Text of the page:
Nature Canada
Long Tailed Duck by Paul Jones

Sainte-Anne-de-Bellevue earns Nature Canada’s “Bird Friendly City” designation


Unceded Algonquin Territory – Ottawa, ON, 24 May, 2022 – Nature Canada is proud to announce Canada’s next certified Bird Friendly City, Sainte-Anne-de-Bellevue, QC. Sainte-Anne-de-Bellevue becomes the 13th city in Canada to earn the designation.

The City of Sainte-Anne-de-Bellevue has worked in collaboration with Nature Canada’s partners including McGill Bird Observatory, along with many other community members to make their communities a safe haven for wild birds.

“What a great tribute to Sainte-Anne-de-Bellevue that has such a long and animated history of being ecologically aware and supportive of conservation initiatives so that our wildlife, including birds, could be safeguarded for the benefit of future generations. We are lucky to have had the Morgan Arboretum and the McGill Bird Observatory on our territory because they have not only educated local people about birds but also contributed to important scientific research that has benefitted the whole world. I thank Nature Canada for recognizing Sainte-Anne-de-Bellevue with this Bird Friendly City certification and supporting our efforts to make the municipality become safer for wild birds.”

– Paola Hawa, Mayor of Sainte-Anne-de-Bellevue

The city has implemented bird friendly policies and actions to help birds thrive in the municipality. These actions include:

  • Eliminating the use of harmful pesticides and rodenticides that impact bird populations, and promoting organic gardening practices;
  • Developing municipal strategies to mitigate climate change impact and to protect natural features, biodiversity and key habitat, while implementing actions to achieve goals identified in the strategies;
  • Providing abundant opportunities to view, learn about, and appreciate wild birds around the city and get involved in activities and citizen science initiatives for bird conservation.

The Bird Friendly City designation has been developed by Nature Canada to encourage Canadian cities and municipalities to become safer and better places for birds.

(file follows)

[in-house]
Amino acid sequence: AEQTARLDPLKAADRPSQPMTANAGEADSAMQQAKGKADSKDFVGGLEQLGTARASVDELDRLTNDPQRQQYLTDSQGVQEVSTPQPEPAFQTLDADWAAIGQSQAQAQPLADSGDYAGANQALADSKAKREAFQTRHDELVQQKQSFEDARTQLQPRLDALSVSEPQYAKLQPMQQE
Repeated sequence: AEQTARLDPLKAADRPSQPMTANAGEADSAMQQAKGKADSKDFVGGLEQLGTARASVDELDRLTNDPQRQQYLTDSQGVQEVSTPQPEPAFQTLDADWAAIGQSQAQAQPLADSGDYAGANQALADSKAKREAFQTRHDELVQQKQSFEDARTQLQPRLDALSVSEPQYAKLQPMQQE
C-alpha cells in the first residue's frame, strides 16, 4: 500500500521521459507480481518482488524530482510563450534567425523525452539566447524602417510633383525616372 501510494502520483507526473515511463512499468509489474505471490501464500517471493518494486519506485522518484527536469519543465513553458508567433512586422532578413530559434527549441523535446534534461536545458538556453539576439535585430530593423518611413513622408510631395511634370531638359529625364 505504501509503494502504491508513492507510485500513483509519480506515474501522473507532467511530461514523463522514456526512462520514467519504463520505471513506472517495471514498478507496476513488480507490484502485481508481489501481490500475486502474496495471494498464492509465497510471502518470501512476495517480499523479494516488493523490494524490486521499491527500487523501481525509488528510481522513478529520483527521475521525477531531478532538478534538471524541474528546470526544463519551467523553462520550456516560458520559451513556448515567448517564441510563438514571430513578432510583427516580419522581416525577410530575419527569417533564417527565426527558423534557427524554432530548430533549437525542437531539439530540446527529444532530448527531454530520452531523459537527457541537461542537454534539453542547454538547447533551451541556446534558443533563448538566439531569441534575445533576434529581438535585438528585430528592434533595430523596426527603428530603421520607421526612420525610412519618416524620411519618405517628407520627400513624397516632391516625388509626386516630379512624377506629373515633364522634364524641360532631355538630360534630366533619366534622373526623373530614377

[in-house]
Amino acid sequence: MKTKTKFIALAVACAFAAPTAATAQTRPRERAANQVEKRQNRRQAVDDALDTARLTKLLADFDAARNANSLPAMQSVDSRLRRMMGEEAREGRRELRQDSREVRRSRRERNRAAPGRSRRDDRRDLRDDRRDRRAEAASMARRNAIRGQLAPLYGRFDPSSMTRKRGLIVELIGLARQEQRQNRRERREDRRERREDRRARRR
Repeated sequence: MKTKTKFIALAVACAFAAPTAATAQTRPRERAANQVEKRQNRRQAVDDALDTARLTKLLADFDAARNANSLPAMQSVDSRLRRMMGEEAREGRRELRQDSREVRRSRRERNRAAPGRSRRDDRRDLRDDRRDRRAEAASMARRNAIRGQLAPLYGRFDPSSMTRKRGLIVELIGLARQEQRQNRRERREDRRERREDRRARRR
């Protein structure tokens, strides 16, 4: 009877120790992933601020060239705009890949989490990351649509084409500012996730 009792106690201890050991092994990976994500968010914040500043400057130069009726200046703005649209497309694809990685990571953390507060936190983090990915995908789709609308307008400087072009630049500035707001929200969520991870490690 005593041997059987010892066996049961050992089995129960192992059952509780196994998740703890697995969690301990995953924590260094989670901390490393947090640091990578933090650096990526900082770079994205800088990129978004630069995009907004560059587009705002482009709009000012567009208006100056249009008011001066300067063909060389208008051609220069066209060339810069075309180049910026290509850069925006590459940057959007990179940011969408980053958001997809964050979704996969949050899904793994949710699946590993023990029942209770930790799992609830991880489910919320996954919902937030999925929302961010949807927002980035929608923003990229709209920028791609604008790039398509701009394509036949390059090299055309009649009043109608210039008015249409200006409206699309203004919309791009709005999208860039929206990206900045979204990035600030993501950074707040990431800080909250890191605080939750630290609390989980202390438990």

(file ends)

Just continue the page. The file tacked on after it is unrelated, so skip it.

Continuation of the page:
Birds play an essential role in maintaining healthy and resilient ecosystems in our communities and on our planet. But there are three billion fewer birds in North America today than 50 years ago. Much of these losses are caused by human activities. As urban expansion continues, cities must act quickly to ensure that North America’s bird populations are protected and supported. Nature Canada’s Bird Friendly City program encourages communities to take action to:

  • reduce the number of human-related threats to birds such as roaming cats, the use of pesticides, and glass treatment on buildings with large windows,
  • create safe environments for birds by promoting stewardship and ensuring that natural habitats are protected and restored,
  • engage and educate citizens about the benefits of Bird Friendly Cities and celebrating birds in our communities.

In each municipality seeking to become Bird Friendly certified, Bird Teams are created and residents are actively engaged in protecting, monitoring and celebrating their local bird populations.

Nature Canada is pleased to acknowledge the support of Environment and Climate Change Canada for the Bird Friendly City program and World Migratory Bird Day. As part of the Bird Friendly City program, Bird Teams are encouraged to host World Migratory Bird Day events to celebrate welcoming migratory birds back into our neighborhoods each spring!


“I have been a birder since I was a young boy and so many of my cherished memories of birdwatching and learning about birds have been in Sainte-Anne-de-Bellevue. The Morgan Arboretum and the l’Anse-à-l’Orme Nature Park are two very important refuges for a diverse array of bird species and our municipality has worked hard for the past 15 years to safeguard those places and educate the public about their value. Being recognized officially as a Bird Friendly City by Nature Canada is a great honour for our town and helps to motivate us to continue in our efforts to make Sainte-Anne-de-Bellevue ecologically sustainable and a safe home for wild birds.”Ryan Young, Sainte-Anne-de-Bellevue City Councillor, District 1

“I am immensely proud that Sainte Anne de Bellevue is the first municipality (of hopefully many!) in Quebec to become a Bird Friendly City! Birds are critical parts of our ecosystems, help support resilient species communities, and serve as enchanting ambassadors of nature. Conserving and protecting our migratory birds within our cities is key to their survival, particularly during their highly vulnerable migration period. I can think of no better example for our children, than to demonstrate that we can live in harmony and respect with the natural world around us, including our birds.”
Barbara Frei, PhD, Director of the McGill Bird Observatory, Research Scientist – Environment and Climate Change

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